• Pulmonary embolism (PE) was reported as a serious adverse drug reaction including Grade 3/4 (3.7%) at a higher rate in the REVLIMID/dexamethasone group compared to 0.9% in the placebo/dexamethasone group. Discontinuations due to PE adverse reactions were reported at comparable rates between groups.
  • Myocardial infarction was reported as a serious (1.7%) or severe (1.7%) adverse drug reaction at a higher rate in the REVLIMID/dexamethasone group compared to 0.6 % and 0.6% respectively in the placebo/dexamethasone group. Discontinuation due to MI (including acute) adverse reactions was 0.8% in REVLIMID/dexamethasone group and none in the placebo/dexamethasone group.
  • Stroke (CVA) was reported as a serious (2.3%) or severe (2.0%) adverse drug reaction in the REVLIMID/dexamethasone group compared to 0.9% and 0.9% respectively in the placebo/dexamethasone group. Discontinuation due to stroke (CVA) was 1.4% in REVLIMID/ dexamethasone group and 0.3% in the placebo/dexamethasone group.
Other Adverse Reactions
  • In these clinical studies of REVLIMID in patients with multiple myeloma, the following adverse drug reactions (ADRs) not described above that occurred at ≥1% rate and of at least twice of the placebo percentage rate were reported:
Blood and lymphatic system disorders
Cardiac disorders
Endocrine disorders
Eye disorders
Gastrointestinal disorders
General disorders and administration site conditions
Investigations
Nervous system disorders
Psychiatric disorders
Reproductive system and breast disorders
Respiratory, thoracic and mediastinal disorders
Skin and subcutaneous tissue disorders
Clinical Trials Experience in Myelodysplastic Syndromes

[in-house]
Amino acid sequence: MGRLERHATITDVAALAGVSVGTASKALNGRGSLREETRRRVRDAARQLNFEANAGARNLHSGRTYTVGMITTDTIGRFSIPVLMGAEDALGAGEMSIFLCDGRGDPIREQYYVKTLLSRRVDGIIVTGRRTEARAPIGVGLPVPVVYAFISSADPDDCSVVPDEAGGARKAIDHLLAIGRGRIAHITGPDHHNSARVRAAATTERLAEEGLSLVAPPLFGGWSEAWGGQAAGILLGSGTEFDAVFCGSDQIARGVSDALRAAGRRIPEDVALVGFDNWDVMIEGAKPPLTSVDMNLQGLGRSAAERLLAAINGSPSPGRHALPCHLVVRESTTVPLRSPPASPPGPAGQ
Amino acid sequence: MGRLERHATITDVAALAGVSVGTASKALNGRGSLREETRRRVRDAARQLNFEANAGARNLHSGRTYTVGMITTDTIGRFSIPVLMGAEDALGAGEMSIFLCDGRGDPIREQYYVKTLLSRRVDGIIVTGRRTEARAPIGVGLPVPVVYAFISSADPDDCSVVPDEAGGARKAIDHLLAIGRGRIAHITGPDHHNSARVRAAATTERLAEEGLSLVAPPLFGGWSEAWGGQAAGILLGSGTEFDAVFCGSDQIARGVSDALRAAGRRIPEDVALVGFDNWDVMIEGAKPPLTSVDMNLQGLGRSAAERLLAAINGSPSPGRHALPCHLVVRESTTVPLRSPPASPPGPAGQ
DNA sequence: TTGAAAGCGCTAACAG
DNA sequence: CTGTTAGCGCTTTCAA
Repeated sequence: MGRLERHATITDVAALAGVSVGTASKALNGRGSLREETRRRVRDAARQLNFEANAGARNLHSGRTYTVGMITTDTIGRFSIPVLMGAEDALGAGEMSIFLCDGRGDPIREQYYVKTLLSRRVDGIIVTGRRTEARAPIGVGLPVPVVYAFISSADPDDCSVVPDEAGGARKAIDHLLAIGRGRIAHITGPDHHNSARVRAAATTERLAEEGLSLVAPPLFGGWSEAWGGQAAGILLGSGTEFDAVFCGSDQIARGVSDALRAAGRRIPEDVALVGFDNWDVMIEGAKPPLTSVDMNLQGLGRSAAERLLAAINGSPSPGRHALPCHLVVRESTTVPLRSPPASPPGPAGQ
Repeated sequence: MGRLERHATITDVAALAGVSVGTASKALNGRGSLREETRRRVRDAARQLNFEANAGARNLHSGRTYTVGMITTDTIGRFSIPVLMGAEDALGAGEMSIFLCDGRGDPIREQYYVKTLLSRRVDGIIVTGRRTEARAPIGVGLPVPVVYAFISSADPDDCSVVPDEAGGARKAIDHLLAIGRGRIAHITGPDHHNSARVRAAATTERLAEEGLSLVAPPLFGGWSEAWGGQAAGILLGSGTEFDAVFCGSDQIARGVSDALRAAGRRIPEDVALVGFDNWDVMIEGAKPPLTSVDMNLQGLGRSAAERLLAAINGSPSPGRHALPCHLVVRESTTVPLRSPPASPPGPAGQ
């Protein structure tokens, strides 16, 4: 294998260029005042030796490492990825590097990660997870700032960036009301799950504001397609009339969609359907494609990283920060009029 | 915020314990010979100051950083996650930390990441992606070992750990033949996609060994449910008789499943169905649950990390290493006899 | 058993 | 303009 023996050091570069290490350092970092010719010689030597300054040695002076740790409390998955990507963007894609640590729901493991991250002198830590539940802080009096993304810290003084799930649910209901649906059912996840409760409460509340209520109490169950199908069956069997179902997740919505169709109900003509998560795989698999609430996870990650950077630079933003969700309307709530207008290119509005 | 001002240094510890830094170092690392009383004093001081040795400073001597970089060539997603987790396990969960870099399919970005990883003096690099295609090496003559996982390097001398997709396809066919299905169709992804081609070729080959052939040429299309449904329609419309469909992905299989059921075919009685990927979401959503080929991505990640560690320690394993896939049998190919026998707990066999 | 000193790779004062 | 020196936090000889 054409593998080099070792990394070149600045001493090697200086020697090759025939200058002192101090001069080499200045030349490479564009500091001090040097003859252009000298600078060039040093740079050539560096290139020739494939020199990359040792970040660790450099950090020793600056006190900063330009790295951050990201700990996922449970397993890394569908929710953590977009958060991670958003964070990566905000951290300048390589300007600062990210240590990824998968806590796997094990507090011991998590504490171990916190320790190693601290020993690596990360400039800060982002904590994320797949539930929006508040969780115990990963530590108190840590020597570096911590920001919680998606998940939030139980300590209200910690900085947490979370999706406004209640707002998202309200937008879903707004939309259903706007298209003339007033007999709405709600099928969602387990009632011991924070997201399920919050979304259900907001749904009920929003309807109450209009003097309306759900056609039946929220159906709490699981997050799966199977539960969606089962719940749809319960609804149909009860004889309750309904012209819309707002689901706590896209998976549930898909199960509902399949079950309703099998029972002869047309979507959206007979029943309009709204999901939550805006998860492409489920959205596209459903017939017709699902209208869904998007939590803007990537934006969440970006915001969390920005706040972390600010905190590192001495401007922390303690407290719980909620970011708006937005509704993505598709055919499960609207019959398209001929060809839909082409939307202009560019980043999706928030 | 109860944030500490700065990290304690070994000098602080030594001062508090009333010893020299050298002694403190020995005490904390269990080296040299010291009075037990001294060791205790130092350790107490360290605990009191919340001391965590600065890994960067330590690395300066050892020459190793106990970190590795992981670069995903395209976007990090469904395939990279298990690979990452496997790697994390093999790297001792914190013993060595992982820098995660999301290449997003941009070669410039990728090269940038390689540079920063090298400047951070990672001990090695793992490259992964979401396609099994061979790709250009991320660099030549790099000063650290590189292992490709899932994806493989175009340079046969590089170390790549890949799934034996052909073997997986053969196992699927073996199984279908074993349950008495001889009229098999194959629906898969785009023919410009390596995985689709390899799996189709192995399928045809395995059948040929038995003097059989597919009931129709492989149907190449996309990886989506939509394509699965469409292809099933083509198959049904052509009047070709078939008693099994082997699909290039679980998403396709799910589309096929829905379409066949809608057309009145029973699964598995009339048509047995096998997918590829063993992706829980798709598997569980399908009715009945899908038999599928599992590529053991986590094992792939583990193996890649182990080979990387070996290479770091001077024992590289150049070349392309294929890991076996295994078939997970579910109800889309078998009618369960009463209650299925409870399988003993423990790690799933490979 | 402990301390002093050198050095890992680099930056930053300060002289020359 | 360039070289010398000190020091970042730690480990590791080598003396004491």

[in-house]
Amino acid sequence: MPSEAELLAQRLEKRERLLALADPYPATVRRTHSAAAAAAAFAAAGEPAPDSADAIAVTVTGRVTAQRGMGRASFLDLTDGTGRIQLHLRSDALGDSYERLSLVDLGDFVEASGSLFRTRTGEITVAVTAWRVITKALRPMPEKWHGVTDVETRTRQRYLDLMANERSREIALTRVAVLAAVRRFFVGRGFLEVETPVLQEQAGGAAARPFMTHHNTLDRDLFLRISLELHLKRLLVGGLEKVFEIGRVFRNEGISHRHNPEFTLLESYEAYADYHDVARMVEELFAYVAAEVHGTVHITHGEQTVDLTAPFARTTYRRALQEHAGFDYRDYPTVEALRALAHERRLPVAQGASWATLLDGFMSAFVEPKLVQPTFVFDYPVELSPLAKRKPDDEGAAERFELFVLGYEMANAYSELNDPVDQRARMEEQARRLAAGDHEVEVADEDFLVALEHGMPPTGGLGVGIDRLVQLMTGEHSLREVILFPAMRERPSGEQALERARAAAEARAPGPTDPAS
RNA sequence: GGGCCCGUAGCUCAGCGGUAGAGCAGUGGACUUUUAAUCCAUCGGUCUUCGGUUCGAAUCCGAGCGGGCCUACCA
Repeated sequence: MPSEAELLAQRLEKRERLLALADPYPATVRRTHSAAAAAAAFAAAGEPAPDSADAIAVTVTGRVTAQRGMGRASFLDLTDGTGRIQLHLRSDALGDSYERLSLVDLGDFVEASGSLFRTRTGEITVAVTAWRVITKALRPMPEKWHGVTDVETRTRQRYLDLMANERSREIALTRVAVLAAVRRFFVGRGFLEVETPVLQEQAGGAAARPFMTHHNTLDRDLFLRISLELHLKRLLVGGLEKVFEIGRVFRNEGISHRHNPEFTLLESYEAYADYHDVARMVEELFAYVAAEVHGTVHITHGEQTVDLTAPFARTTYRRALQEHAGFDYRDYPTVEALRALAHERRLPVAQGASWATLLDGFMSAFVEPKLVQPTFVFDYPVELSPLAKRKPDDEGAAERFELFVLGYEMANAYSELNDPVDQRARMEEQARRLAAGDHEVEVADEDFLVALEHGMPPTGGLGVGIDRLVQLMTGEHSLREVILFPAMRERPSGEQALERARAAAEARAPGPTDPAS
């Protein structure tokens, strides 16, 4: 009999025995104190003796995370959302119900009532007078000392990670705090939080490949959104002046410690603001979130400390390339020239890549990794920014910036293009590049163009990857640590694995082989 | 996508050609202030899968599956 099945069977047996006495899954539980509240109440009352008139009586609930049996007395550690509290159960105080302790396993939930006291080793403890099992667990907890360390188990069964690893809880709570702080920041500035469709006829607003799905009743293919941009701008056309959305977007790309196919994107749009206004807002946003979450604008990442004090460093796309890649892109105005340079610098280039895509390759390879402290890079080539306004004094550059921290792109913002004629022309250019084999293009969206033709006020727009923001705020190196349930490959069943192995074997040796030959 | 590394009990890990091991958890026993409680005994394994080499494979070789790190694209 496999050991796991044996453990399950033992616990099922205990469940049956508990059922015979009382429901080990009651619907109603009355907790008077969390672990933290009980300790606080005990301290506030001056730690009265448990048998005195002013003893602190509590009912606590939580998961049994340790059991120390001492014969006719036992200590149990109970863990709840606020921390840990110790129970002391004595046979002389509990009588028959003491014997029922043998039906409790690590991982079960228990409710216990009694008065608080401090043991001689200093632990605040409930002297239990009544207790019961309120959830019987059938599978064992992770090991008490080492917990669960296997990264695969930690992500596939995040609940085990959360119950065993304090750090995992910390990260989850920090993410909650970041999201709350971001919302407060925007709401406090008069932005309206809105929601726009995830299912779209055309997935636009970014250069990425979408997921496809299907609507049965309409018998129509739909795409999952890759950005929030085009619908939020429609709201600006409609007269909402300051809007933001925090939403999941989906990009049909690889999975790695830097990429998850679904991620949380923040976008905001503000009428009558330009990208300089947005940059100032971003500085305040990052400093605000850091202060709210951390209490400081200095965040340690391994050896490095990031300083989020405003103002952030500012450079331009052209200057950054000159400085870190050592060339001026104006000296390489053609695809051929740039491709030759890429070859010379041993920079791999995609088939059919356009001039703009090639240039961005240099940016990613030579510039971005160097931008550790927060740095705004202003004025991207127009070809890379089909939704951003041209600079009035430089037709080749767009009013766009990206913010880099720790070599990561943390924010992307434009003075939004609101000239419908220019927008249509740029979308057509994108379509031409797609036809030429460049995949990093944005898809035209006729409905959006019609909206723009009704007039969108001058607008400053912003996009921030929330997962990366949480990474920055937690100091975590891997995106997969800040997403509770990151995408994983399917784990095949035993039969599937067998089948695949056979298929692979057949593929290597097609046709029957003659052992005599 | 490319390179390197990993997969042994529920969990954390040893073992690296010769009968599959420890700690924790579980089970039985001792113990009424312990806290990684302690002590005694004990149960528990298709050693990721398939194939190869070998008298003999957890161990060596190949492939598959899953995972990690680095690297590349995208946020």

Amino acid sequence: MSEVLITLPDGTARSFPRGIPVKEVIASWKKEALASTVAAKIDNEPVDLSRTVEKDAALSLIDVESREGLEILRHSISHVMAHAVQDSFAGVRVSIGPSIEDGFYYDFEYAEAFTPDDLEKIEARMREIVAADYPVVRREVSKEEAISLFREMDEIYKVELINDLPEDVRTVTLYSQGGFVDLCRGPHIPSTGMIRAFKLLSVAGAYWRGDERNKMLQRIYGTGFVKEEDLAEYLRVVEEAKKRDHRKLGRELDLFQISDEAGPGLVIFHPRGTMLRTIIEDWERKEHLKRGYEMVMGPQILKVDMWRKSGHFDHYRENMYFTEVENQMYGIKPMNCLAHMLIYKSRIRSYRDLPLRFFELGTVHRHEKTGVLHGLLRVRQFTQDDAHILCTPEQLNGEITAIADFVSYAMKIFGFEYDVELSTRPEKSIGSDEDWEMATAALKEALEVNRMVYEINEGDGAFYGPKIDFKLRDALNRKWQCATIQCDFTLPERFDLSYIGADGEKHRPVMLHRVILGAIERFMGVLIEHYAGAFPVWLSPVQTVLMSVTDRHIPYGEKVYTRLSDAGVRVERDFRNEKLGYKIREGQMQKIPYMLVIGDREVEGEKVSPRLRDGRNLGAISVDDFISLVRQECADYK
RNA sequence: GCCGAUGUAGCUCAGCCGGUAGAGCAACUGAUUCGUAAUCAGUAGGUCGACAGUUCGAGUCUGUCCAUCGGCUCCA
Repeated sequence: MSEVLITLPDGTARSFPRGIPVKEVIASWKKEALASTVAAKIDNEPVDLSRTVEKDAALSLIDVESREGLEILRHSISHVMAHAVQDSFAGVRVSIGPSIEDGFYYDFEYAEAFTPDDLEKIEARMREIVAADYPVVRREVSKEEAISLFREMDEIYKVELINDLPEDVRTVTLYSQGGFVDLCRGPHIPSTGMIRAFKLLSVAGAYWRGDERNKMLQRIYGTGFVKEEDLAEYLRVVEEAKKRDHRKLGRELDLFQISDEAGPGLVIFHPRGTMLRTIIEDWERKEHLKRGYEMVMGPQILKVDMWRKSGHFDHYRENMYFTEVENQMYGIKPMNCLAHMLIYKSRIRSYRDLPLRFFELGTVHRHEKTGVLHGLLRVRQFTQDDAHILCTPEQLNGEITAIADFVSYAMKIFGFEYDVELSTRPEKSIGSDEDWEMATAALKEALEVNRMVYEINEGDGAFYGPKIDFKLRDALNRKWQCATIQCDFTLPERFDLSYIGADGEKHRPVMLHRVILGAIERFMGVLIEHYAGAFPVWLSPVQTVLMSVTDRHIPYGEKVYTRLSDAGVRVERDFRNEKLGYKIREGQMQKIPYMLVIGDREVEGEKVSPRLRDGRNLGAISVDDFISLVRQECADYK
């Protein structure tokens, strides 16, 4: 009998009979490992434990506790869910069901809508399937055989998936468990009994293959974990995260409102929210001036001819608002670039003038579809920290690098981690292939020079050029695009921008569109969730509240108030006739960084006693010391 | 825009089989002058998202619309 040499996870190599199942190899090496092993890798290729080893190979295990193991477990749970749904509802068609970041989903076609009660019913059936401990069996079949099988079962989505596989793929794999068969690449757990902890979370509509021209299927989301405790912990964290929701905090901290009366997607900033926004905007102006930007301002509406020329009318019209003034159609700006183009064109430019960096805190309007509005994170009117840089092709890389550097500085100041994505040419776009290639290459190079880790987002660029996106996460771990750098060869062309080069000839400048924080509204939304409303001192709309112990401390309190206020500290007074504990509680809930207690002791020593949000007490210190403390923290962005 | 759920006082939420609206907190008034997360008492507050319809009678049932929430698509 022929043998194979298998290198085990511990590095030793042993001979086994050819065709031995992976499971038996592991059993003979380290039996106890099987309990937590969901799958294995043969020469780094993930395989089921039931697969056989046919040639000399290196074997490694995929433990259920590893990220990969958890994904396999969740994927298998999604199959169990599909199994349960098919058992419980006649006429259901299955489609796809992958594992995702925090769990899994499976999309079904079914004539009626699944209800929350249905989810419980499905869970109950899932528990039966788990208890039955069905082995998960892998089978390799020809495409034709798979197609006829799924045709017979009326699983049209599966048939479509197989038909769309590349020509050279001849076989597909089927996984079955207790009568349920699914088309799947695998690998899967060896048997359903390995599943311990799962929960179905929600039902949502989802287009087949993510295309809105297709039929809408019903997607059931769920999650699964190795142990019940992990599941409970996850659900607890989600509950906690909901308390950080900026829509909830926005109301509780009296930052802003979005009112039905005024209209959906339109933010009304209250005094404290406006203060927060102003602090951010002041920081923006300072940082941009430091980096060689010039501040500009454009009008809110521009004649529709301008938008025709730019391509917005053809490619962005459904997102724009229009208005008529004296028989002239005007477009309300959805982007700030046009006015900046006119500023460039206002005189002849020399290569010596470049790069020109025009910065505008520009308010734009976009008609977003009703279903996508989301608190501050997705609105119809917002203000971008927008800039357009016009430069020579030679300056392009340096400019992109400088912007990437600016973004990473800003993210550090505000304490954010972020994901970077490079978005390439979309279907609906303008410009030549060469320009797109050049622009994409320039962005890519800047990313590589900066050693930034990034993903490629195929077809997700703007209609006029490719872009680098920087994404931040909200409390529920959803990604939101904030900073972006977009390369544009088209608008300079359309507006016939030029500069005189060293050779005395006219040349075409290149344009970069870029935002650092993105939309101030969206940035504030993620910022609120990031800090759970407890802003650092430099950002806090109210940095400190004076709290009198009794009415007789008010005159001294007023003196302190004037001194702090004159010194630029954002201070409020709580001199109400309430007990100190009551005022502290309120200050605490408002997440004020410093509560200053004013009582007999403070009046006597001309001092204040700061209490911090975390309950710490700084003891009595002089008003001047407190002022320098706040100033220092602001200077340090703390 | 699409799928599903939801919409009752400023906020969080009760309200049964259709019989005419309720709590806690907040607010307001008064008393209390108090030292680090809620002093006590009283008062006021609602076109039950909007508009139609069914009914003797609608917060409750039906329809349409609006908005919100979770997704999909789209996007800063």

• A total of 148 patients received at least 1 dose of 10 mg REVLIMID in the del 5q MDS clinical study. At least one adverse event was reported in all of the 148 patients who were treated with the 10 mg starting dose of REVLIMID. The most frequently reported adverse events were related to blood and lymphatic system disorders, skin and subcutaneous tissue disorders, gastrointestinal disorders, and general disorders and administrative site conditions.
  • Thrombocytopenia (61.5%; 91/148) and neutropenia (58.8%; 87/148) were the most frequently reported adverse events. The next most common adverse events observed were diarrhea (48.6%; 72/148), pruritus (41.9%; 62/148), rash (35.8%; 53/148) and fatigue (31.1%; 46/148). Table 5 summarizes the adverse events that were reported in ≥ 5% of the REVLIMID treated patients in the del 5q MDS clinical study. TABLE 6 summarizes the most frequently observed Grade 3 and Grade 4 adverse reactions regardless of relationship to treatment with REVLIMID. In the single-arm studies conducted, it is often not possible to distinguish adverse events that are drug-related and those that reflect the patient’s underlying disease.